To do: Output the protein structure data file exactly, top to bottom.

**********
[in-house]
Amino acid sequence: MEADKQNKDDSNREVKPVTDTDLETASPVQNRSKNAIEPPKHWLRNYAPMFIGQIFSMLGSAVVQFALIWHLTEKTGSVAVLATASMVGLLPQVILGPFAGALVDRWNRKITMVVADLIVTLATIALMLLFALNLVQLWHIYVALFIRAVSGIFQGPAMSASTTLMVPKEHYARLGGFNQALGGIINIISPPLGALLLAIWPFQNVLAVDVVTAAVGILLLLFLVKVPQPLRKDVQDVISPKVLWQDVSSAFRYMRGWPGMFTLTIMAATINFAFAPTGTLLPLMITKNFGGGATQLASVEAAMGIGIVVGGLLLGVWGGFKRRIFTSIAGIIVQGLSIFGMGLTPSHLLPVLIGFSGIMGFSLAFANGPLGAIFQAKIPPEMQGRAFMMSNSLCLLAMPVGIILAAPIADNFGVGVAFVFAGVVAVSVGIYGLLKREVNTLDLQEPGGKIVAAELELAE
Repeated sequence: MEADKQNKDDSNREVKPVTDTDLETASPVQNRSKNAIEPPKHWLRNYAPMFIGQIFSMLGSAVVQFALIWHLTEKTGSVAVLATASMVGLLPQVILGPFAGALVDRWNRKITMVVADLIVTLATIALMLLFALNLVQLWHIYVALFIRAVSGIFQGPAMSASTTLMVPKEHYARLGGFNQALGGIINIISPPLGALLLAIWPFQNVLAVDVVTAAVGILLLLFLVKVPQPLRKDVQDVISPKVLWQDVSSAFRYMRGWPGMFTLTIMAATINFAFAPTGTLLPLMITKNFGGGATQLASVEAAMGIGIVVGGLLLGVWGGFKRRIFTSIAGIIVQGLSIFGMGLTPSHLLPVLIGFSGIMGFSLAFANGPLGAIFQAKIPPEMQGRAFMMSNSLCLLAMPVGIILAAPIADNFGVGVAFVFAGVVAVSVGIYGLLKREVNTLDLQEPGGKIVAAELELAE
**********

[in-house]
Amino acid sequence: MEADKQNKDDSNREVKPVTDTDLETASPVQNRSKNAIEPPKHWLRNYAPMFIGQIFSMLGSAVVQFALIWHLTEKTGSVAVLATASMVGLLPQVILGPFAGALVDRWNRKITMVVADLIVTLATIALMLLFALNLVQLWHIYVALFIRAVSGIFQGPAMSASTTLMVPKEHYARLGGFNQALGGIINIISPPLGALLLAIWPFQNVLAVDVVTAAVGILLLLFLVKVPQPLRKDVQDVISPKVLWQDVSSAFRYMRGWPGMFTLTIMAATINFAFAPTGTLLPLMITKNFGGGATQLASVEAAMGIGIVVGGLLLGVWGGFKRRIFTSIAGIIVQGLSIFGMGLTPSHLLPVLIGFSGIMGFSLAFANGPLGAIFQAKIPPEMQGRAFMMSNSLCLLAMPVGIILAAPIADNFGVGVAFVFAGVVAVSVGIYGLLKREVNTLDLQEPGGKIVAAELELAE
Repeated sequence: MEADKQNKDDSNREVKPVTDTDLETASPVQNRSKNAIEPPKHWLRNYAPMFIGQIFSMLGSAVVQFALIWHLTEKTGSVAVLATASMVGLLPQVILGPFAGALVDRWNRKITMVVADLIVTLATIALMLLFALNLVQLWHIYVALFIRAVSGIFQGPAMSASTTLMVPKEHYARLGGFNQALGGIINIISPPLGALLLAIWPFQNVLAVDVVTAAVGILLLLFLVKVPQPLRKDVQDVISPKVLWQDVSSAFRYMRGWPGMFTLTIMAATINFAFAPTGTLLPLMITKNFGGGATQLASVEAAMGIGIVVGGLLLGVWGGFKRRIFTSIAGIIVQGLSIFGMGLTPSHLLPVLIGFSGIMGFSLAFANGPLGAIFQAKIPPEMQGRAFMMSNSLCLLAMPVGIILAAPIADNFGVGVAFVFAGVVAVSVGIYGLLKREVNTLDLQEPGGKIVAAELELAE